What is the function of the ominous tachymeter scales, which are found on many watches on the bezel?
A guide is not to be found in any Rolex booklet. For this reason we wanted to get to the bottom of this with the help of Matthias (Prof. Rolex) from the R-L-X Forum, who has thankfully made this guide available:
In general, it is assumed that the bezel is a speedometer with which the speed of a car can be measured. While this is a possible application, however, the measurement accuracy is very rough because the required distance for this must be exactly 1km and the speed must be constant over the measuring time, certainly not a very practical environment for such a measurement!
As already noted on the bezel, units are measured per hour (units per hour). These can, of course, be the above-mentioned kilometers, but also any other dimensions, e.g., produced units or transported persons. In principle, everything can be measured, which can be specified in units per hour (UPH).
Rolex Cosmograph Daytona 16520
How does the scale work? To calculate the units per hour from the measured seconds for a unit, 3600 seconds (= 1 hour) must be divided by the measured seconds, and this creates the scale perfectly.
There were 40 seconds measured for a unit: U = 3600/40 = 90 units/hour. The number 90 corresponds to 40 seconds on the bezel.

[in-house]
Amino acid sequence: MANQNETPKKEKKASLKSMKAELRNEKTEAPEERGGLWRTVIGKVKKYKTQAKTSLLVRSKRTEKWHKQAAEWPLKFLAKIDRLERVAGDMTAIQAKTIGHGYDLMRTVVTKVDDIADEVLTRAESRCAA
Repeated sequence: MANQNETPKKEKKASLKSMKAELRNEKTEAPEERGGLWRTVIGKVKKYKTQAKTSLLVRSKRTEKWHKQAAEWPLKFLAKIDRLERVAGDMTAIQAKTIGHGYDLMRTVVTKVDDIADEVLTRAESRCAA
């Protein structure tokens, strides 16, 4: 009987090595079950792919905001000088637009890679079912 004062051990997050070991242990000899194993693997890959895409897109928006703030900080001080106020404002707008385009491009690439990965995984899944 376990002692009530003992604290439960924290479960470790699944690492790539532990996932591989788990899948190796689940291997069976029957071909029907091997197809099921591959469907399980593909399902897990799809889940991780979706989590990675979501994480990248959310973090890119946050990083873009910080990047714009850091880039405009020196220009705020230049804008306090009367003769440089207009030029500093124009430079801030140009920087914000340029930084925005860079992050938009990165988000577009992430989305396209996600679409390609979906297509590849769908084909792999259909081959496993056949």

The scale follows the mathematical function U = 3600 /x, where U is the calculated units per hour and x is the measurement in seconds. With the aid of the tachymeter scale, only the value on the bezel has to be read off. By the way, the function is a simple hyperbola which approaches zero asymptotically.
In an automotive plant, the time between two successive working steps is measured on the production line at 100 seconds. On the bezel it can be seen that 36 cars pass through these work steps per hour in this factory.
Finally, an example to illustrate the problems with the old Daytona bezels:
For a cable car with cabins for 6 persons each, the time interval between 2 cabins is measured at 15 seconds. The bezel of an old Daytona, for example, with the reference number 6263/6265, shows no value at 15 seconds – the measurement range is not on the bezel.
Rolex Cosmograph Daytona 6263
This is due to the fact that the Daytonas built up until 1990 only had a measurement range between 200 UPH (= 18 seconds) and 50 UPH – the numbers between 60 and 50 UPH stand for 60 to 75 seconds measurement time. This was probably a concession to use it as an auto speedometer, which, as mentioned above, is not very practical. Thus, since about 1990, the Daytona bezel was correspondingly changed to suit the use of the bezel for e.g., production measurements. Here the measuring range between 400 and 200 UPH is needed rather than the range between 60 and 50 UPH. With a current Daytona, the delivery capacity of the above-mentioned cable cars can be easily measured: With 15 seconds distance between the cabins, the bezel shows 240 cabins per hour, so 240 x 6 (persons/cabin) = 1440 persons/hour.
Pictures: ©Rolex/Jean-Daniel Meyer